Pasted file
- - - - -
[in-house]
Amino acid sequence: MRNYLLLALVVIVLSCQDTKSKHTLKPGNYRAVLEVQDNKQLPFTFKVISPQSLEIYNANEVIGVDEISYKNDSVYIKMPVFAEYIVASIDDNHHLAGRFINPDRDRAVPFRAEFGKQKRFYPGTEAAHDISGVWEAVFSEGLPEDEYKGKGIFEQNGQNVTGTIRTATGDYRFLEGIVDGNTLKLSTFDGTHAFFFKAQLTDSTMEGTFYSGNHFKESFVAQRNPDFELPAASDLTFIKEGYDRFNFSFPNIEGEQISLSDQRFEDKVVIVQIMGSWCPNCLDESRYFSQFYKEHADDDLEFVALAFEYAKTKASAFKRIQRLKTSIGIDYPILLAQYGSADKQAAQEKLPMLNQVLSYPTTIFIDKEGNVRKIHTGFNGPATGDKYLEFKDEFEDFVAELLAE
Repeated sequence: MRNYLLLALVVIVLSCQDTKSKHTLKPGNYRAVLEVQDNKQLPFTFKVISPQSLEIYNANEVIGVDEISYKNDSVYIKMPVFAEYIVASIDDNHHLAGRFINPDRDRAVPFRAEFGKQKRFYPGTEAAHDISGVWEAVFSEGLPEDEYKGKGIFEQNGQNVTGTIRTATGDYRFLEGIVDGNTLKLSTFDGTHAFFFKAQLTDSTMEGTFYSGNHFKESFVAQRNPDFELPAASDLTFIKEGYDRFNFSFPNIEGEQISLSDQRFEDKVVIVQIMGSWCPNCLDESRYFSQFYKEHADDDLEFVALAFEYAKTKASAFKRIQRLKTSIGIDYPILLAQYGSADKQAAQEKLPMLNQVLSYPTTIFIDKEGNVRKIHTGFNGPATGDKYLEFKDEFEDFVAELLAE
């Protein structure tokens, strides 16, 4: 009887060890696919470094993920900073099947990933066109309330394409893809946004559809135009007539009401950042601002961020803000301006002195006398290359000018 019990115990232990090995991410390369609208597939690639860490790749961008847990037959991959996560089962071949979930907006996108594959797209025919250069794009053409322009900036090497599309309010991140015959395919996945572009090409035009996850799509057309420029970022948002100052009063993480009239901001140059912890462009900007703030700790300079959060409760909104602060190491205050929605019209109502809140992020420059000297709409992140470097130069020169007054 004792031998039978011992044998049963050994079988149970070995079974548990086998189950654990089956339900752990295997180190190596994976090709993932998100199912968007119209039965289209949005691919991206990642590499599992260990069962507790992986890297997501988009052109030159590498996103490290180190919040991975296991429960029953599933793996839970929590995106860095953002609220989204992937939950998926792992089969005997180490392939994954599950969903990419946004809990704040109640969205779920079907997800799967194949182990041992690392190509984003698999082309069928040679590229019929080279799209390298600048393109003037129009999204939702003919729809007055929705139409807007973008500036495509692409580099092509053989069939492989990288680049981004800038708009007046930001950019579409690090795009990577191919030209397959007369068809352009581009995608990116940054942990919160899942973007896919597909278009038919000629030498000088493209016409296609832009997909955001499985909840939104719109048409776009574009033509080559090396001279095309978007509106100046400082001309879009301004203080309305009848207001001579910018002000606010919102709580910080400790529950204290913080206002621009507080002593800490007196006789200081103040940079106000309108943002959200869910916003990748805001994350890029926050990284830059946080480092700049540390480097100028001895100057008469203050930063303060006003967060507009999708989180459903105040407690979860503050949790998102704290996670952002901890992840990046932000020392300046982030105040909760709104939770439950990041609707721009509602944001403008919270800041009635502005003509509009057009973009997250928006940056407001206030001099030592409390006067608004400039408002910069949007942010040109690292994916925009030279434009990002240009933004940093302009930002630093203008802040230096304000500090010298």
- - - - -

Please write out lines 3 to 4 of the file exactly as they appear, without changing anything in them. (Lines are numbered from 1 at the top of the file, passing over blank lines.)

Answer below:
Repeated sequence: MRNYLLLALVVIVLSCQDTKSKHTLKPGNYRAVLEVQDNKQLPFTFKVISPQSLEIYNANEVIGVDEISYKNDSVYIKMPVFAEYIVASIDDNHHLAGRFINPDRDRAVPFRAEFGKQKRFYPGTEAAHDISGVWEAVFSEGLPEDEYKGKGIFEQNGQNVTGTIRTATGDYRFLEGIVDGNTLKLSTFDGTHAFFFKAQLTDSTMEGTFYSGNHFKESFVAQRNPDFELPAASDLTFIKEGYDRFNFSFPNIEGEQISLSDQRFEDKVVIVQIMGSWCPNCLDESRYFSQFYKEHADDDLEFVALAFEYAKTKASAFKRIQRLKTSIGIDYPILLAQYGSADKQAAQEKLPMLNQVLSYPTTIFIDKEGNVRKIHTGFNGPATGDKYLEFKDEFEDFVAELLAE
């Protein structure tokens, strides 16, 4: 009887060890696919470094993920900073099947990933066109309330394409893809946004559809135009007539009401950042601002961020803000301006002195006398290359000018 019990115990232990090995991410390369609208597939690639860490790749961008847990037959991959996560089962071949979930907006996108594959797209025919250069794009053409322009900036090497599309309010991140015959395919996945572009090409035009996850799509057309420029970022948002100052009063993480009239901001140059912890462009900007703030700790300079959060409760909104602060190491205050929605019209109502809140992020420059000297709409992140470097130069020169007054 004792031998039978011992044998049963050994079988149970070995079974548990086998189950654990089956339900752990295997180190190596994976090709993932998100199912968007119209039965289209949005691919991206990642590499599992260990069962507790992986890297997501988009052109030159590498996103490290180190919040991975296991429960029953599933793996839970929590995106860095953002609220989204992937939950998926792992089969005997180490392939994954599950969903990419946004809990704040109640969205779920079907997800799967194949182990041992690392190509984003698999082309069928040679590229019929080279799209390298600048393109003037129009999204939702003919729809007055929705139409807007973008500036495509692409580099092509053989069939492989990288680049981004800038708009007046930001950019579409690090795009990577191919030209397959007369068809352009581009995608990116940054942990919160899942973007896919597909278009038919000629030498000088493209016409296609832009997909955001499985909840939104719109048409776009574009033509080559090396001279095309978007509106100046400082001309879009301004203080309305009848207001001579910018002000606010919102709580910080400790529950204290913080206002621009507080002593800490007196006789200081103040940079106000309108943002959200869910916003990748805001994350890029926050990284830059946080480092700049540390480097100028001895100057008469203050930063303060006003967060507009999708989180459903105040407690979860503050949790998102704290996670952002901890992840990046932000020392300046982030105040909760709104939770439950990041609707721009509602944001403008919270800041009635502005003509509009057009973009997250928006940056407001206030001099030592409390006067608004400039408002910069949007942010040109690292994916925009030279434009990002240009933004940093302009930002630093203008802040230096304000500090010298």